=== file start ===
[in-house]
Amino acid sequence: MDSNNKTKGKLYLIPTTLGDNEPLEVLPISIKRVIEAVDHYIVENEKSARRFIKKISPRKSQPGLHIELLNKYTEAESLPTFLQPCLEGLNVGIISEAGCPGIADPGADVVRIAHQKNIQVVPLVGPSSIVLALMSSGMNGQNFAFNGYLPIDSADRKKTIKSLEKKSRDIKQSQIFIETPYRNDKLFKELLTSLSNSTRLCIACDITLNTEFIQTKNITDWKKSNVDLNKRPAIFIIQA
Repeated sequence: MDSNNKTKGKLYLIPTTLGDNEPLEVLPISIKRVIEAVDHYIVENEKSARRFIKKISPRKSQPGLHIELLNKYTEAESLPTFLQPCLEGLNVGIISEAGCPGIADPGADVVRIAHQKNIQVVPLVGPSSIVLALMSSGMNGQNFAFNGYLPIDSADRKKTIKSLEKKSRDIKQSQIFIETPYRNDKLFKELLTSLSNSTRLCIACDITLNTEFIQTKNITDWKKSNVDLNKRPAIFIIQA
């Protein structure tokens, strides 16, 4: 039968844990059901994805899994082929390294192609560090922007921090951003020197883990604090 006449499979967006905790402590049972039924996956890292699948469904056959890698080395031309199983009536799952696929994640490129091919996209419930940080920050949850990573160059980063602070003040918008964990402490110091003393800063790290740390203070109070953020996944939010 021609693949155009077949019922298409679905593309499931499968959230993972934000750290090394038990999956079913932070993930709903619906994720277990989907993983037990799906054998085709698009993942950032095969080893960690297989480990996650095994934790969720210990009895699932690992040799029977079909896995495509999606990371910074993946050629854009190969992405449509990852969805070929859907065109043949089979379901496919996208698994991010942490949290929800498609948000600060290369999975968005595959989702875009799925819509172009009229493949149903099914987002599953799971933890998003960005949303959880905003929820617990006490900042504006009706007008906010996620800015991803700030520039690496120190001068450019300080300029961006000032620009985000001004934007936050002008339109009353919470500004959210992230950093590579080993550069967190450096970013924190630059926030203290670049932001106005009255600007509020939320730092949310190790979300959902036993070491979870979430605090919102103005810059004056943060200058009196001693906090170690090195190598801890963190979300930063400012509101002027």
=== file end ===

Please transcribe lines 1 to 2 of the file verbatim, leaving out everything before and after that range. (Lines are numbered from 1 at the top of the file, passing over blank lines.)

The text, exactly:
[in-house]
Amino acid sequence: MDSNNKTKGKLYLIPTTLGDNEPLEVLPISIKRVIEAVDHYIVENEKSARRFIKKISPRKSQPGLHIELLNKYTEAESLPTFLQPCLEGLNVGIISEAGCPGIADPGADVVRIAHQKNIQVVPLVGPSSIVLALMSSGMNGQNFAFNGYLPIDSADRKKTIKSLEKKSRDIKQSQIFIETPYRNDKLFKELLTSLSNSTRLCIACDITLNTEFIQTKNITDWKKSNVDLNKRPAIFIIQA